He left school during the Great Depression, aged 13, and worked in a range of labouring jobs, including in his family’s market gardens north of Adelaide.
On the outbreak of World War II he immediately volunteered, joining the 10th Battalion of the AIF.
Five of his brothers also served, and two of his sisters served overseas during that conflict.
Mr Foster’s war record covered the full duration of the war and included service in England, Tobruk, New Guinea and as a signaller in Borneo.
He was mentioned in dispatches for bravery in action.
After the war he became a waterside worker and was briefly a federal MP before entering state parliament.
In an early 1982 ballot, Mr Foster voted against the Roxby Downs project. But he changed his mind.
As one Liberal MP said after his death: “I know from members of the Liberal Government at the time that they were aware that he and others within the Labor caucus were hoping privately that the Roxby Downs development would go ahead, albeit that there was a party vote against it.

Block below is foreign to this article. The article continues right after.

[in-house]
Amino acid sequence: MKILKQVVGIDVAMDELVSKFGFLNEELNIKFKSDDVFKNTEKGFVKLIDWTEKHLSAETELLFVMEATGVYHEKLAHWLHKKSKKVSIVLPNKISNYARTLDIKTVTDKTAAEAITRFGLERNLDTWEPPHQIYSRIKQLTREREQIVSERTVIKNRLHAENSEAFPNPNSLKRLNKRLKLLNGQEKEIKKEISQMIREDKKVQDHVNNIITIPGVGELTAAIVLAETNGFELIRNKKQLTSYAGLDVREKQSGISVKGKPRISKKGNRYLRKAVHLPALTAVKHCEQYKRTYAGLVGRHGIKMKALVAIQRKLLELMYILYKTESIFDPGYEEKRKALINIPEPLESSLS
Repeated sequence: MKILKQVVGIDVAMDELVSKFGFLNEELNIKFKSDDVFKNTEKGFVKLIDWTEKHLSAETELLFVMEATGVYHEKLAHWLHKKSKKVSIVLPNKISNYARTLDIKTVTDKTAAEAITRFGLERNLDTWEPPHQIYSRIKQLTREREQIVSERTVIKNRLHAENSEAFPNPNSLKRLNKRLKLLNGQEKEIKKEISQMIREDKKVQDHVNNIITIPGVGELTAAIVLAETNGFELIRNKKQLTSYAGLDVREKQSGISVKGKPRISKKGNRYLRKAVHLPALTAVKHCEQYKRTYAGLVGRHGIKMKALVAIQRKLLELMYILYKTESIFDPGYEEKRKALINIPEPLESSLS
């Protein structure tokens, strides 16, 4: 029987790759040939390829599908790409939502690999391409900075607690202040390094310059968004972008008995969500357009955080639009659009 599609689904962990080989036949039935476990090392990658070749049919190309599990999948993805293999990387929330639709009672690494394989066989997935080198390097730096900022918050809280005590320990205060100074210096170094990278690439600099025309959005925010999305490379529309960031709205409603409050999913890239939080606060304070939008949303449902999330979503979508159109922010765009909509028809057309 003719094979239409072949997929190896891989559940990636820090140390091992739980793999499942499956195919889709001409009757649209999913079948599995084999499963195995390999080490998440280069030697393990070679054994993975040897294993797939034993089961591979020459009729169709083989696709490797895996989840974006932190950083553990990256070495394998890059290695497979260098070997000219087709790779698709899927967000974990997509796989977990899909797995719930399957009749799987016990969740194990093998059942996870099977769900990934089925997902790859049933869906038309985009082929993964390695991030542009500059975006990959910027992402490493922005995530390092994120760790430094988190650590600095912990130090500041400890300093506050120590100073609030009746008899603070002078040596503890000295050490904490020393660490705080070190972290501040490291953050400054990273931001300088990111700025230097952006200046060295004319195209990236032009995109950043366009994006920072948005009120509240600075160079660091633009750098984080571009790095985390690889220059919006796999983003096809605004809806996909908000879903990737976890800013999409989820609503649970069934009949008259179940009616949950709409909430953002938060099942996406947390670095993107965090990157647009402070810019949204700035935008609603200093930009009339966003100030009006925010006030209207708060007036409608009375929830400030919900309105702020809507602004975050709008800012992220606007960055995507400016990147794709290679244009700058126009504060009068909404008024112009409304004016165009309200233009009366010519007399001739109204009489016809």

“As everyone is aware, he then made that very difficult decision.
“I think some of the [press] articles refer to the abuse he received in the time-honoured Labor tradition of calling someone who votes against the party a scab, which was often used to describe Norm Foster.
“He received death threats, and it was an entirely unpleasant experience for not only himself but his family during that difficult time.”
Mr Foster subsequently stated: “I have no regrets because I considered it was the right thing to do by the state.”